Q: Should I withdraw all the money from joint accounts to protect against my spouse grabbing or hiding the funds?
ANSWER:Courts do not look favorably on any spouse “raiding” a joint account or removing funds for no legitimate reason. A spouse must think carefully before withdrawing funds. Remember, the power of the Court may be invoked fairly quickly and a spouse will be held accountable by the Court if they are found to have wasted or hidden marital assets.
Q: If I own or have an interest in a business will my spouse share in its value?
ANSWER: If the business was started or an interest in the business was acquired during the marriage, then your spouse will likely have an equitable interest in the value of the business or business interest. If ownership of the business predated the marriage or if you acquired your interest in the business through inheritance or gift, then your spouse may have an interest in the appreciated value (if any) of the business that accrued during the marriage if the appreciation was due to the active efforts of yourself or your spouse. An accountant will usually be retained to prepare that evaluation and there are many factors considered by the evaluator in making that determination. Once the value is determined, the next step is to determine what percentage of the value of the business should be used to calculate your spouse’s interest. There are many factors that a Court will take into account in arriving at that percentage, including but not limited to, the length of the marriage, your spouse’s contributions to the business, marital earnings or assets invested into the business, etc.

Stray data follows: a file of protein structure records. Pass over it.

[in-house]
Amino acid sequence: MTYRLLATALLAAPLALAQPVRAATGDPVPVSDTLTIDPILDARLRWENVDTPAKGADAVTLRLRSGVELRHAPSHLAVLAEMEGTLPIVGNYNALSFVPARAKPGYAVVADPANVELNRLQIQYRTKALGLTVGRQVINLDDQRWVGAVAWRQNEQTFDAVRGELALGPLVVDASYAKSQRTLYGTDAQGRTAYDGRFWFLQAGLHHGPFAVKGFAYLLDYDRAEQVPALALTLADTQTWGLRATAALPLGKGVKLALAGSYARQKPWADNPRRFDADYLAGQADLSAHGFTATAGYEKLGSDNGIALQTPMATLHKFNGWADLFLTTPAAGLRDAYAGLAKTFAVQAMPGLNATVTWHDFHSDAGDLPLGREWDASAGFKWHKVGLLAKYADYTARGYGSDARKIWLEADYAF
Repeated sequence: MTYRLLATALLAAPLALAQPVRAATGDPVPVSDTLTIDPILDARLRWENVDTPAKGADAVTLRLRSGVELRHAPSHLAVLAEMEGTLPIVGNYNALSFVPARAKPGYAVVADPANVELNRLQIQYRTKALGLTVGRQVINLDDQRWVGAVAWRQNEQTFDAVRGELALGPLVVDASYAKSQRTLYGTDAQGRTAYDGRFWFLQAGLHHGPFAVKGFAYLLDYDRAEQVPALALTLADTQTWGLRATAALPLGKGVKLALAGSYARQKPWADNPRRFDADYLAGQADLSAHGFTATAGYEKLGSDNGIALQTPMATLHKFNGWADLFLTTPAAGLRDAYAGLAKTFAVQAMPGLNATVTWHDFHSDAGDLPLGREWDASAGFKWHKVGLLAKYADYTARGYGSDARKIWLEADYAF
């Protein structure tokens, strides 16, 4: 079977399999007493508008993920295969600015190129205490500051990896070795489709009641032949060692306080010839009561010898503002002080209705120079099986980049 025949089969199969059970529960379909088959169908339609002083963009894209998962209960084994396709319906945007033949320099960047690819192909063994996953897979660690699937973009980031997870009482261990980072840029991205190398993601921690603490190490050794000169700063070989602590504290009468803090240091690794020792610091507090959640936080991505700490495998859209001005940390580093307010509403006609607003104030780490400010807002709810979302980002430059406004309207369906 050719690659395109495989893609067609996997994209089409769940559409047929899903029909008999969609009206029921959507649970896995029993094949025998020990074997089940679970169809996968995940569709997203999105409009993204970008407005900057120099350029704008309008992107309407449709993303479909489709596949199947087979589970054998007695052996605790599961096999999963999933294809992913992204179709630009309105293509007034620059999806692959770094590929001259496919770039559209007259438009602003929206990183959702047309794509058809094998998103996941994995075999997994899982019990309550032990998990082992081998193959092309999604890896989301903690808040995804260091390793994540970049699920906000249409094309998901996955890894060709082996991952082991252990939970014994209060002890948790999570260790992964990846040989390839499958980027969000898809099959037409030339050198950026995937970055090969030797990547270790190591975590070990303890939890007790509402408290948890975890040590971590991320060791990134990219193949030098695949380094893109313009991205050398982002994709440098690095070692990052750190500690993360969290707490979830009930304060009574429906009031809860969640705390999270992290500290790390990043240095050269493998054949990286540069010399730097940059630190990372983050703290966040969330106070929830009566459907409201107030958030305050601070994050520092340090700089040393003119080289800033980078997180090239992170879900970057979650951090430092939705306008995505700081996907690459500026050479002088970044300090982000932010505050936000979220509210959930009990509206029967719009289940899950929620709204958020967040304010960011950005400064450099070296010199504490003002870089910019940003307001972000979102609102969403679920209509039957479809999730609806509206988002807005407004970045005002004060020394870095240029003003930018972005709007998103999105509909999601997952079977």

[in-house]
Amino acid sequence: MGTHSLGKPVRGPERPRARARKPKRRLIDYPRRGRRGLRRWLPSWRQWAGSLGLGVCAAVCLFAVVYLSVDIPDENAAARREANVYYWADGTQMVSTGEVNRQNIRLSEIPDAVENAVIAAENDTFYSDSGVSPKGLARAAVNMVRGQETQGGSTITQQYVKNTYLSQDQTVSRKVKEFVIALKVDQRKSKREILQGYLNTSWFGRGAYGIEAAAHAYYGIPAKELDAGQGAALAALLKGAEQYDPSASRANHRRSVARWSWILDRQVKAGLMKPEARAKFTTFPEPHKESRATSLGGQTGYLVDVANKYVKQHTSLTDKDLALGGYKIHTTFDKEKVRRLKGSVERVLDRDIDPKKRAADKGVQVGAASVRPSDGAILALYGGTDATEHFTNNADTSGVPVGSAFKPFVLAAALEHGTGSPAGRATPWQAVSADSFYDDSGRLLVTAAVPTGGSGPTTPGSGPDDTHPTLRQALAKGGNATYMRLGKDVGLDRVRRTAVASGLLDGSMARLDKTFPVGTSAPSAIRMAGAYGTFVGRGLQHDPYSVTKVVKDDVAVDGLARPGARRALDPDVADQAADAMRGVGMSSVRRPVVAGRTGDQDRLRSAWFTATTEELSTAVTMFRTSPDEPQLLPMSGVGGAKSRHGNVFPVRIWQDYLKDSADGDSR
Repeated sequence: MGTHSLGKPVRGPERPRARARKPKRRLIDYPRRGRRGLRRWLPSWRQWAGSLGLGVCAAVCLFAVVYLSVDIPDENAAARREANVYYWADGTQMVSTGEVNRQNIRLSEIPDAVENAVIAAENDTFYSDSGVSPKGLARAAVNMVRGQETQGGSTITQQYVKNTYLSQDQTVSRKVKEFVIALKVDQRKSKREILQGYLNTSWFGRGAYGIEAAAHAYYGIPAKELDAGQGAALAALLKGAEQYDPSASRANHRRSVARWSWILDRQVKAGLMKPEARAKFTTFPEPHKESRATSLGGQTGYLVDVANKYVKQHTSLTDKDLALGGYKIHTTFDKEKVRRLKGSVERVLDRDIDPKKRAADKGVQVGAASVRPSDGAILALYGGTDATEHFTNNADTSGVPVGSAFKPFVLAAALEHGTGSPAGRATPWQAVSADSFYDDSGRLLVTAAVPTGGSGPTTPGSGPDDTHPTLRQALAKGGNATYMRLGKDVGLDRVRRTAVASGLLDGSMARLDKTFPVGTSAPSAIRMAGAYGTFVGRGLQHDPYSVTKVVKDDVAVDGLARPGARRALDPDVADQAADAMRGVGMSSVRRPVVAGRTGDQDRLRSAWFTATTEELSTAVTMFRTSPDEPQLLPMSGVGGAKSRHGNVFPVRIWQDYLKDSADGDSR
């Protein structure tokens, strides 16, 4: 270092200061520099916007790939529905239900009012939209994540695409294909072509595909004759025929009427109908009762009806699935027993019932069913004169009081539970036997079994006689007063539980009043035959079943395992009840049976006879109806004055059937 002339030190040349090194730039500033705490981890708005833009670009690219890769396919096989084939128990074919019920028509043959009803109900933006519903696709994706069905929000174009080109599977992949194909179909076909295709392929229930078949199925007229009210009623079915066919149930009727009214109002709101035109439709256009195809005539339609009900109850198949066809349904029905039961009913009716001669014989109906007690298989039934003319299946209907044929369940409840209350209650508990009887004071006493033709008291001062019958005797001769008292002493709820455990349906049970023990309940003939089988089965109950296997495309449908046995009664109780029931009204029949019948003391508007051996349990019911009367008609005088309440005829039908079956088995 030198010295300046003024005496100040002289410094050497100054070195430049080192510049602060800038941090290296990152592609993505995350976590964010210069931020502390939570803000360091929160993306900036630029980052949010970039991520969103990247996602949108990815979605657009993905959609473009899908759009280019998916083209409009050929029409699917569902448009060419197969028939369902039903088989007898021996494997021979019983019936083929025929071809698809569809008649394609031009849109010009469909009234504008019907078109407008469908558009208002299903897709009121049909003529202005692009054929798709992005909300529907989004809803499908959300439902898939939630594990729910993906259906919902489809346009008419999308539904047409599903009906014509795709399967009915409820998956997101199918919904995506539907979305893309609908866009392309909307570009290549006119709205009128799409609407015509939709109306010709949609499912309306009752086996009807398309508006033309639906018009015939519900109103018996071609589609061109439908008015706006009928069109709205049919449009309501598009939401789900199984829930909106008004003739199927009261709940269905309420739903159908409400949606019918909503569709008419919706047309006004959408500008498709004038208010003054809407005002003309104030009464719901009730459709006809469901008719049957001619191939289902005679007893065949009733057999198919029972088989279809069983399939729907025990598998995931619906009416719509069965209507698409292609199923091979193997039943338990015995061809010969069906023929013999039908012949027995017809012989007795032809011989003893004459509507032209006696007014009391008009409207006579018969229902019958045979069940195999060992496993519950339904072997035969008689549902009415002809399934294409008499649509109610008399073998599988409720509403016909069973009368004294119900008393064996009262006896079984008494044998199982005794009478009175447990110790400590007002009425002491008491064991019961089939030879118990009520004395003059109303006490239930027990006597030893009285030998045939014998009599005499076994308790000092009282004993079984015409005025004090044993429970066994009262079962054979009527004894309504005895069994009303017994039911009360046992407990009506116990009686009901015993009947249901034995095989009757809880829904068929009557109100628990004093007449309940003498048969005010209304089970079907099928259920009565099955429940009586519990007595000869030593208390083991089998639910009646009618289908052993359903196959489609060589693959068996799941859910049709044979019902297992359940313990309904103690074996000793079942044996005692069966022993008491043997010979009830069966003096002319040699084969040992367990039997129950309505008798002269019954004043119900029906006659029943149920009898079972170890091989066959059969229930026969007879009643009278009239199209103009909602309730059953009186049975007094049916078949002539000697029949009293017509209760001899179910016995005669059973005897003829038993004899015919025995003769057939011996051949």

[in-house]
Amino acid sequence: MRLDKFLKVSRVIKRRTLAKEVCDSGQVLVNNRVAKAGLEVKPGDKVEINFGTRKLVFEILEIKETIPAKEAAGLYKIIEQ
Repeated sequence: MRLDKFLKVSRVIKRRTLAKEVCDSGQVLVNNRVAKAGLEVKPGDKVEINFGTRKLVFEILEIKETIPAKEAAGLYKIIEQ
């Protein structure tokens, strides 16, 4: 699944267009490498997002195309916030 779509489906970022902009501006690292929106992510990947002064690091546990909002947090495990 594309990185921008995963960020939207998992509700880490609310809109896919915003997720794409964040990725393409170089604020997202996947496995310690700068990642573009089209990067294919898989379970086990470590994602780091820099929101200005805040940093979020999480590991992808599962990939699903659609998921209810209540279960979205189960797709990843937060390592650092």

Q: Will my spouse be able to share in the value of my license or advanced educational degree?
ANSWER: If all or a part of the education and training necessary to acquire the license or advanced educational degree was completed during the marriage and if all or a part of the cost for the education and training were paid from marital assets, then it is likely that your spouse will have an interest in its value. The value of the license or advanced educational degree is actually determined by calculating whether the license or degree has or is likely to enhance your earnings over your expected work life. An accountant will usually be retained to prepare that evaluation, and there are many factors considered by the evaluator in making that determination. Once the value is determined, the next step is to determine what percentage of the value of the enhanced earnings should be used to calculate your spouse’s interest. There are many factors that a Court will take into account in arriving at that percentage, including, but not limited to, the length of the marriage, your spouse’s contributions to the marriage while your license or degree was being acquired (e.g. – providing financial support, raising children, etc.), what percentage of the cost was funded by marital earnings, etc.
Q: What courts may be involved in a matrimonial, custody or support matter?
ANSWER: Either the Supreme Court or Family Court in the county in which you reside or, if your child does not reside with you, in the county where your child resides.